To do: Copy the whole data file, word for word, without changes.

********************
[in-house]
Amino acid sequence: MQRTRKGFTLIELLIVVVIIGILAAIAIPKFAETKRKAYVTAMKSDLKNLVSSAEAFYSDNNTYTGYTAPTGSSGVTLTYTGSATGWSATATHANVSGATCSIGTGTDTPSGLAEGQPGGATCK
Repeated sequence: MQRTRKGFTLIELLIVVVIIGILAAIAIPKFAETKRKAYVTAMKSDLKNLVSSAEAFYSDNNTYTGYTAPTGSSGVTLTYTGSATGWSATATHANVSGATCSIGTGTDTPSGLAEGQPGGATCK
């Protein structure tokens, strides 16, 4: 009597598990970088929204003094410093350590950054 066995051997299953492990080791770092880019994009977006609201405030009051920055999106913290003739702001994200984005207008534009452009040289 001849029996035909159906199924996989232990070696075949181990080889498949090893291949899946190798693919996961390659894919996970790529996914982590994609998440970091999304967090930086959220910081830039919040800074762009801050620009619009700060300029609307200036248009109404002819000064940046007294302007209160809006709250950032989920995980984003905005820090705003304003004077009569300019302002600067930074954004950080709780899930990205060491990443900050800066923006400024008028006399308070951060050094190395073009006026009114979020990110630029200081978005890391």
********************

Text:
[in-house]
Amino acid sequence: MQRTRKGFTLIELLIVVVIIGILAAIAIPKFAETKRKAYVTAMKSDLKNLVSSAEAFYSDNNTYTGYTAPTGSSGVTLTYTGSATGWSATATHANVSGATCSIGTGTDTPSGLAEGQPGGATCK
Repeated sequence: MQRTRKGFTLIELLIVVVIIGILAAIAIPKFAETKRKAYVTAMKSDLKNLVSSAEAFYSDNNTYTGYTAPTGSSGVTLTYTGSATGWSATATHANVSGATCSIGTGTDTPSGLAEGQPGGATCK
């Protein structure tokens, strides 16, 4: 009597598990970088929204003094410093350590950054 066995051997299953492990080791770092880019994009977006609201405030009051920055999106913290003739702001994200984005207008534009452009040289 001849029996035909159906199924996989232990070696075949181990080889498949090893291949899946190798693919996961390659894919996970790529996914982590994609998440970091999304967090930086959220910081830039919040800074762009801050620009619009700060300029609307200036248009109404002819000064940046007294302007209160809006709250950032989920995980984003905005820090705003304003004077009569300019302002600067930074954004950080709780899930990205060491990443900050800066923006400024008028006399308070951060050094190395073009006026009114979020990110630029200081978005890391």